sacred technology

A shaman once told me that nothing is sacred, except that which we choose. Sacred is one of those words with multiple meanings. If I can choose something to be sacred, then what would happen if I chose my computer or my phone? What kind of difference would that make in my life? After all, I have always loved technology and carry it with me almost everywhere.

Years ago, visionaries marveled at the possibilities of technology. They predicted that much of our work would be replaced by leisure time as machines, such as robots or flying cars, would take care of the hard work. These fantasies were founded on good ideas. A fellow by the name of Mr. Moore correctly predicted in 1965 that the speed of computers would double every two years. A few years later, the term ‘Moore’s Law’ was coined. Such rapid growth has given the average human access to countless tools of creation, limitless information and avenues of communication that would have appeared magical to generations past.

Technology today has surpassed the expectations and fantasies of the past. But what has happened to the promised land of leisure? Have we replaced it with distraction and procrastination, the children of the illusory productivity and efficiency? We are all fully aware of the double-edged sword, that technology is both helping and hindering us on many levels. Consider the number of times you’ve found yourself resurfacing from a Google or Facebook dive – hours after intending to do some work – feeling anxiety, shame or remorse.

I could rant on about why we find ourselves in these Google dives. How increasingly sophisticated marketing triggers the neurotransmitter dopamine (a key element in our brain’s reward system) by using powerful principles such as gamification (using game elements to promote desired behaviors in customers). But I prefer to mention this simply to recognize that there will continue to be external triggers that seek to manipulate our associations with a product or idea. In short, marketing is becoming much more sophisticated.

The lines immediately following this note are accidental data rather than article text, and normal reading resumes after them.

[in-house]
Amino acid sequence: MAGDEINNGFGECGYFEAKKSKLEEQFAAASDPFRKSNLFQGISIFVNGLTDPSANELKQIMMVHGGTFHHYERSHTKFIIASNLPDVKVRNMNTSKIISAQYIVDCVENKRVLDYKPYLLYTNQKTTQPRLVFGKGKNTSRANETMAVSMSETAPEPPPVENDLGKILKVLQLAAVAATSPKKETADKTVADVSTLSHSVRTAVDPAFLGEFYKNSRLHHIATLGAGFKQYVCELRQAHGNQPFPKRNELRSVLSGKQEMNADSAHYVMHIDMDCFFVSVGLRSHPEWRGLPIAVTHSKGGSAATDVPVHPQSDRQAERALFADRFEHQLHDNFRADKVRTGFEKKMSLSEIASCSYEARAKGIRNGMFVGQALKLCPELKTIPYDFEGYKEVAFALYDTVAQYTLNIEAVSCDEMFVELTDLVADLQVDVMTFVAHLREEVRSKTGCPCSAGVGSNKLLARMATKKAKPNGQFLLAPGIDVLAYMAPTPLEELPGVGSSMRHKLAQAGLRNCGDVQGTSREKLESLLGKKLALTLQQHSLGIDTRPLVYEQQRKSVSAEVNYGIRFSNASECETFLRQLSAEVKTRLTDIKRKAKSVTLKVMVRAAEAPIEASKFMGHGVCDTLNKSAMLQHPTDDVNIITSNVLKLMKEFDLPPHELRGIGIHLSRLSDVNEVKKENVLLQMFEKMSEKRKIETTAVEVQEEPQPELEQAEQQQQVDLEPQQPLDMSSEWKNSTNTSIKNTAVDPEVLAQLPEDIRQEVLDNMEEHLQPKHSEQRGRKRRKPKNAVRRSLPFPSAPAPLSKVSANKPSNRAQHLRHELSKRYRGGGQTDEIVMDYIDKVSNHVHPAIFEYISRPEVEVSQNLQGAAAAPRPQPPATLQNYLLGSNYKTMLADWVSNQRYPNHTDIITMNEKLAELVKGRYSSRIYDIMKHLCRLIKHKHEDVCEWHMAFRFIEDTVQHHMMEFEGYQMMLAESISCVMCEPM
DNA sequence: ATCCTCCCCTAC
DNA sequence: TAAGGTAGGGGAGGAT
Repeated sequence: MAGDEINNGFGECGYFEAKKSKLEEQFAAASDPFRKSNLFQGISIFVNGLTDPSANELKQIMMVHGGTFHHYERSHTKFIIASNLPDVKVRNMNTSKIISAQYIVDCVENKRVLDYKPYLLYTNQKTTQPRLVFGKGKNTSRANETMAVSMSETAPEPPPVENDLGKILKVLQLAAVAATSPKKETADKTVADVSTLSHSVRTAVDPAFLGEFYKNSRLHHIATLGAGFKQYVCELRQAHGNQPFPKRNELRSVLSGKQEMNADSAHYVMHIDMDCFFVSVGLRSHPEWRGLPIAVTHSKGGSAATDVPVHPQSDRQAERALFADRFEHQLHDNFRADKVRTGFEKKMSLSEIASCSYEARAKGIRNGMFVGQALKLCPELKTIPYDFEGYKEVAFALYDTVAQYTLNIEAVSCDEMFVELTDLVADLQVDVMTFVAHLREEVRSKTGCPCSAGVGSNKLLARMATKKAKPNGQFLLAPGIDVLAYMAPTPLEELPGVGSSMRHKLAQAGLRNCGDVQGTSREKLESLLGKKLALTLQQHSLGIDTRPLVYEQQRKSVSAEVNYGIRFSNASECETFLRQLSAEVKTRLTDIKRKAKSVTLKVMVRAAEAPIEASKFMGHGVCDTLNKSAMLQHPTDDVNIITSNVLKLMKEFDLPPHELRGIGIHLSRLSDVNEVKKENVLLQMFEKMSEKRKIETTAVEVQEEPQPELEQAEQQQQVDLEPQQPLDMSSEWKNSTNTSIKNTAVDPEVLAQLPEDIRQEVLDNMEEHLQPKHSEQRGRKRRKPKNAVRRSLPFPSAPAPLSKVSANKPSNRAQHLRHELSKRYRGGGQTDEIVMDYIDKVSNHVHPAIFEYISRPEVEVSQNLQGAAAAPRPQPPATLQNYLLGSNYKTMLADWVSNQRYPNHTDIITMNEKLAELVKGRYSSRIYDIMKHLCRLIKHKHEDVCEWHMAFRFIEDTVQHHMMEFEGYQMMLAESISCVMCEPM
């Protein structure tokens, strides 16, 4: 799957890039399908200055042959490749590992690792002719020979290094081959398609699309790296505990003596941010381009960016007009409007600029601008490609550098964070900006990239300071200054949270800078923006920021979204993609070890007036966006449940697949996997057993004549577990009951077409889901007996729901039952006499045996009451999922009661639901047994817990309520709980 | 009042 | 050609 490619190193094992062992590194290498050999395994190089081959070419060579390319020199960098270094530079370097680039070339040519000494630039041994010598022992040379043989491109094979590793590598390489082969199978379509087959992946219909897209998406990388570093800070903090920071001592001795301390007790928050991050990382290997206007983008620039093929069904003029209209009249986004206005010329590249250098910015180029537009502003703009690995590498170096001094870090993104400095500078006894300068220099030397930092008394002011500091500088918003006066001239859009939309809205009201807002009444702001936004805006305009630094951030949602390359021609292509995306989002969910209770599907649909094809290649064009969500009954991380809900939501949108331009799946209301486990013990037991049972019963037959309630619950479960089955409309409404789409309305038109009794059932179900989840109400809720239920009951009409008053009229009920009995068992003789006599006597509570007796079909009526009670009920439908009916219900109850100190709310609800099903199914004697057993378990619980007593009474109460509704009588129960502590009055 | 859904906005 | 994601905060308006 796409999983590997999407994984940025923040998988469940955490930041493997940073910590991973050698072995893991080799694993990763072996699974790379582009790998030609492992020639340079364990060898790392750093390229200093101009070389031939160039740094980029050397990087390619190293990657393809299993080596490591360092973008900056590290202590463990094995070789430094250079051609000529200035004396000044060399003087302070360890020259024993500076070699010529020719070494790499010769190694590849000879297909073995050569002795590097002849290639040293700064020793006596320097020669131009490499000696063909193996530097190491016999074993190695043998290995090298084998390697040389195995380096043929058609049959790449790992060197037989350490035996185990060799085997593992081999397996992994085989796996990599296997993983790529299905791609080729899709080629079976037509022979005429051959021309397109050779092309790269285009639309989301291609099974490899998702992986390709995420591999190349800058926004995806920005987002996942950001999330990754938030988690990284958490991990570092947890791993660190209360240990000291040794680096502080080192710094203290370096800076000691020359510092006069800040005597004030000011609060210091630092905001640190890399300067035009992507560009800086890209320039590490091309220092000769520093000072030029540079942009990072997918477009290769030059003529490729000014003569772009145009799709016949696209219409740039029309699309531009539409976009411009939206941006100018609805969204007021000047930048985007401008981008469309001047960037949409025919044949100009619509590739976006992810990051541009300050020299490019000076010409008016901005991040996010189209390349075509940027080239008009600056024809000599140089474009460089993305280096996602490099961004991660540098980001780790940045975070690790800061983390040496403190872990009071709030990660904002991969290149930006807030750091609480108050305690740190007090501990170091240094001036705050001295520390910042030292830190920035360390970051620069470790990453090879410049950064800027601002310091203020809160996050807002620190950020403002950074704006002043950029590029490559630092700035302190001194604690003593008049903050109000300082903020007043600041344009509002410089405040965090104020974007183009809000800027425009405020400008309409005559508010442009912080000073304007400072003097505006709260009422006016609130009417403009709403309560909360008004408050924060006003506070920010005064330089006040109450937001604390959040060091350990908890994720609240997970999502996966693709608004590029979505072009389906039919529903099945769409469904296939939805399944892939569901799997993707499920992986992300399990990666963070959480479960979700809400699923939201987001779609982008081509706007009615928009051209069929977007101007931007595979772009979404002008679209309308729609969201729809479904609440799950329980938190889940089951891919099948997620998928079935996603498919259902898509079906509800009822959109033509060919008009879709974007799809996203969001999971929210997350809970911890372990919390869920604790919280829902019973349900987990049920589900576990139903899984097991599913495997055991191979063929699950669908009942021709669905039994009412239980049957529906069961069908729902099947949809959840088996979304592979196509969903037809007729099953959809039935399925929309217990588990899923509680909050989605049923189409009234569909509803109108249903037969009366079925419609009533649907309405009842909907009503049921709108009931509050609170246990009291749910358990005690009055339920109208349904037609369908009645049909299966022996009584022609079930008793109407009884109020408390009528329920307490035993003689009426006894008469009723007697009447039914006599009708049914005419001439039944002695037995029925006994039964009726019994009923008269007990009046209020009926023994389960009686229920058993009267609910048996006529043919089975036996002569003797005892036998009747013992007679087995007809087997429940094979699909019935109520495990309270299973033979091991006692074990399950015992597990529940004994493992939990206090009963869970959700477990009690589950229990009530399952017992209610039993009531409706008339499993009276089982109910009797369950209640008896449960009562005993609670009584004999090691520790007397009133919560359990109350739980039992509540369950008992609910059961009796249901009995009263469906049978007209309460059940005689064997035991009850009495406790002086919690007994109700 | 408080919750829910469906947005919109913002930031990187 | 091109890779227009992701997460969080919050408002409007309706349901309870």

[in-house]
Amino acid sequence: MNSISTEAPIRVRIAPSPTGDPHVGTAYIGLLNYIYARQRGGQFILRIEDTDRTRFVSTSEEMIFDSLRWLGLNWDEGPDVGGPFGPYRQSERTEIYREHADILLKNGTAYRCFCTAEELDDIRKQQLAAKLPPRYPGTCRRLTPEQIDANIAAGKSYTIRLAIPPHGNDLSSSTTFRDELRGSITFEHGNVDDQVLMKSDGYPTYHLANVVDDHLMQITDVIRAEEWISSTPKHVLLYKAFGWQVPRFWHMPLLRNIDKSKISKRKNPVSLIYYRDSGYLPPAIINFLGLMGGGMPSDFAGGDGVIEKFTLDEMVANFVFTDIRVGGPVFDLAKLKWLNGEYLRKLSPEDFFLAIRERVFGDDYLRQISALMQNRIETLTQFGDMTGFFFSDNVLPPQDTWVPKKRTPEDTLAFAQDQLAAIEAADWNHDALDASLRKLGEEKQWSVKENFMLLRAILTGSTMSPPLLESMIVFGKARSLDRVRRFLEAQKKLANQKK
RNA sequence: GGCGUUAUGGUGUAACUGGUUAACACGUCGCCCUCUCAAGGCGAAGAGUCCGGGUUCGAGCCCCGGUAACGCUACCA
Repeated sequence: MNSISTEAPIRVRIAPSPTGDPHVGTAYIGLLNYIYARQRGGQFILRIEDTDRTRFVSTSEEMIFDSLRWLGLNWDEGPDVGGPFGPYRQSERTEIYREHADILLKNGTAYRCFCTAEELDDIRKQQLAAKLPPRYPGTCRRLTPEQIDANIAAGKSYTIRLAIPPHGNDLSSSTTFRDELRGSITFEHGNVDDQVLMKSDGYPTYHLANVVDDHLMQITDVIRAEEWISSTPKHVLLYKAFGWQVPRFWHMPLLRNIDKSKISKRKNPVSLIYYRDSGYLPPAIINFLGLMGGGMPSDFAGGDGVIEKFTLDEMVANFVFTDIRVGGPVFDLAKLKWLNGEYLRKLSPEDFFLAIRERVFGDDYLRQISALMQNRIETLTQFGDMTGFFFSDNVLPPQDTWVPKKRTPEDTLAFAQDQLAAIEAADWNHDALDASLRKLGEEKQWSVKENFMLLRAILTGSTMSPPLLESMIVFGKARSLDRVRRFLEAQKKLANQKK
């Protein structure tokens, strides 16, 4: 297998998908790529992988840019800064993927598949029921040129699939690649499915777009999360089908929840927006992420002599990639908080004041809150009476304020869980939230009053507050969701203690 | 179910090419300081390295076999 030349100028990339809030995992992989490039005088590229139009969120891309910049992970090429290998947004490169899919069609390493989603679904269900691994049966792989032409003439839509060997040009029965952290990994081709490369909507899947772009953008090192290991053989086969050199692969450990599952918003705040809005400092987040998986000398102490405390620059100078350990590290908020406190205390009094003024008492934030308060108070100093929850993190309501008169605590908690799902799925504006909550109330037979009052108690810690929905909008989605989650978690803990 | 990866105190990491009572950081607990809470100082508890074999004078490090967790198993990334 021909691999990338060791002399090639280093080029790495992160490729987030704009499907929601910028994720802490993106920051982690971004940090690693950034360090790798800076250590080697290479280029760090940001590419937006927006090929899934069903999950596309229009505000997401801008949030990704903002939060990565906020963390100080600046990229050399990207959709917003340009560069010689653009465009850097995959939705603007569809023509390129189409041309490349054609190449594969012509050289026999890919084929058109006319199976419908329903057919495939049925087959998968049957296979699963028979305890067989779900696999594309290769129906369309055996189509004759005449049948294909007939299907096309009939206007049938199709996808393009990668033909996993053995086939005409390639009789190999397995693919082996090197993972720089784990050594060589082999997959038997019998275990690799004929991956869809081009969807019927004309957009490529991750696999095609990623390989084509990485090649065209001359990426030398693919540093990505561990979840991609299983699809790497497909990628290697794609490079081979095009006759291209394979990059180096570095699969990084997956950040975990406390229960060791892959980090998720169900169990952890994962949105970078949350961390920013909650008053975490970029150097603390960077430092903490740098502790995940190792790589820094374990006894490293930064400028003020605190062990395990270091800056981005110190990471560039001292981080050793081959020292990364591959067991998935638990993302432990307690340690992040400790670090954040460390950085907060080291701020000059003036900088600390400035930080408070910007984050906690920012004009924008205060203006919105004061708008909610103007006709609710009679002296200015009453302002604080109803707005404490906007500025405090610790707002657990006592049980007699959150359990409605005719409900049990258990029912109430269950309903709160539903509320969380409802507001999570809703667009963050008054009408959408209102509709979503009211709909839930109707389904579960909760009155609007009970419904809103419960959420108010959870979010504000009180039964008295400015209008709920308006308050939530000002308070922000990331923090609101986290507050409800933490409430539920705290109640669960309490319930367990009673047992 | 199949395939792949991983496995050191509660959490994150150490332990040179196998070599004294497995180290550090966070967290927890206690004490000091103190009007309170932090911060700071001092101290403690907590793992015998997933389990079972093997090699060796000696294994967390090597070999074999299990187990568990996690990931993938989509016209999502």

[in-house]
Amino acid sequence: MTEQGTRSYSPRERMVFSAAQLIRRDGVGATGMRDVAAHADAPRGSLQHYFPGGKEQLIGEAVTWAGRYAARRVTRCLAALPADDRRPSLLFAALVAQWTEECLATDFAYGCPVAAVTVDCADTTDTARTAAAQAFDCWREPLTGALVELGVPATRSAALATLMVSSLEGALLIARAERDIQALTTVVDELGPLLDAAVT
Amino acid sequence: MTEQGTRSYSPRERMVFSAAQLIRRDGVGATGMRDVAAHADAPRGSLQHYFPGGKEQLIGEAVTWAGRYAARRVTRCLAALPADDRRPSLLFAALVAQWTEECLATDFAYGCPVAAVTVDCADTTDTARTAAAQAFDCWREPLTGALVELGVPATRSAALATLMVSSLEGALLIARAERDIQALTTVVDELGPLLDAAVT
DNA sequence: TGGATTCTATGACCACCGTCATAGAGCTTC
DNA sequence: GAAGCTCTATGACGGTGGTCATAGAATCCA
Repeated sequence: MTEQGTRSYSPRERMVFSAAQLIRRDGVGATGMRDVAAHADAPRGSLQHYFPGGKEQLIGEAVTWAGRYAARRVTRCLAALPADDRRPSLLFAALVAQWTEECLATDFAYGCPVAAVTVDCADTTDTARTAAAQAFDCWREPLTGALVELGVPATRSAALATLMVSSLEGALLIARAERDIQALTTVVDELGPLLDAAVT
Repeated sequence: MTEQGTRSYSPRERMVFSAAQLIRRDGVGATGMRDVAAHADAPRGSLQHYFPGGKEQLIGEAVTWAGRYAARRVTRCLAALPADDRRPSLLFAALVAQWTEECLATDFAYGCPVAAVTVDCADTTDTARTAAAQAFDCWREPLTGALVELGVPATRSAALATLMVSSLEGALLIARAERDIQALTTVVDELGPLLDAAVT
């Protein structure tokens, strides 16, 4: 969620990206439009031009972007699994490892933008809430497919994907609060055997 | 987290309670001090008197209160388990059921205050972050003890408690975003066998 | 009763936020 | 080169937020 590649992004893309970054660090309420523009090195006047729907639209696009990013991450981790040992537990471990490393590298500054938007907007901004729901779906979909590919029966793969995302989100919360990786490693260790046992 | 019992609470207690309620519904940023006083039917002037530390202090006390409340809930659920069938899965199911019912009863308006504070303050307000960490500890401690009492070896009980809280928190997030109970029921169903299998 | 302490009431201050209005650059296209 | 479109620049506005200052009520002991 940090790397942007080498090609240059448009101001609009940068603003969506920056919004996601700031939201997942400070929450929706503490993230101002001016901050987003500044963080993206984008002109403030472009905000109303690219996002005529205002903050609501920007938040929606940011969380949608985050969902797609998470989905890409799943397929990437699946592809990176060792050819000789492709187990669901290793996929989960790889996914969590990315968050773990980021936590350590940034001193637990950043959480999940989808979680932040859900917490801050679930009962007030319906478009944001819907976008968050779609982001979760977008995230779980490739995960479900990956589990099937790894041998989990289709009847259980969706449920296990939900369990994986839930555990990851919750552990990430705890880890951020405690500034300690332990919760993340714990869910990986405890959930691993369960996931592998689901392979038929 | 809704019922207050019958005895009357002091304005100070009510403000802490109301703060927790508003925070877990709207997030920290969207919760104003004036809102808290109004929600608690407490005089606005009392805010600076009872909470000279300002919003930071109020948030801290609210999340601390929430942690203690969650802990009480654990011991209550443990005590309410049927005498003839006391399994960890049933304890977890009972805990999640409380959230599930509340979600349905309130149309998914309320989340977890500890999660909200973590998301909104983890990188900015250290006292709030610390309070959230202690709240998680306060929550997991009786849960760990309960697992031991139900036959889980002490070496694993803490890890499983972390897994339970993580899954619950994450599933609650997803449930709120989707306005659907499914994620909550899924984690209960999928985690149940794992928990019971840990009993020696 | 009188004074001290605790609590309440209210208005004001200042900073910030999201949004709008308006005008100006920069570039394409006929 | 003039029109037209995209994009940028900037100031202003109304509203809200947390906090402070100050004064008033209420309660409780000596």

It’s not just down to marketing of course. It takes two to tango. The Buddhists speak of the ‘hungry ghosts’, often depicted as beings with huge bellies and tiny pinprick mouths. No matter how much they eat they are always hungry and wanting more. They represent addiction, obsession and compulsion – three behavioural patterns that are most powerful when their host is unaware of their roots. The hungry ghost archetype is quite fitting for aspects of my personality. When I am not making conscious choices on my technology, I unwittingly choose to let others make them for me and fall into the haze of marketing upgrades that inevitably lead to an insatiable need for more. My technology becomes an anchor for this unconscious void of more: more apps, more media, more research, one more Facebook click, upgrades, updates, another email to check. More. More. More.

If marketing through technology is becoming increasingly sophisticated in ‘helping’ us make our choices, then it stands to reason that we must be ever-more vigilant about the choices we make.

Choice is a dance where we lead if we choose but are unconsciously pulled if we choose not to choose. It is only through becoming aware of our psychological tendencies and emotional triggers that we can consciously lead. To do this, we must first observe our relationship with technology.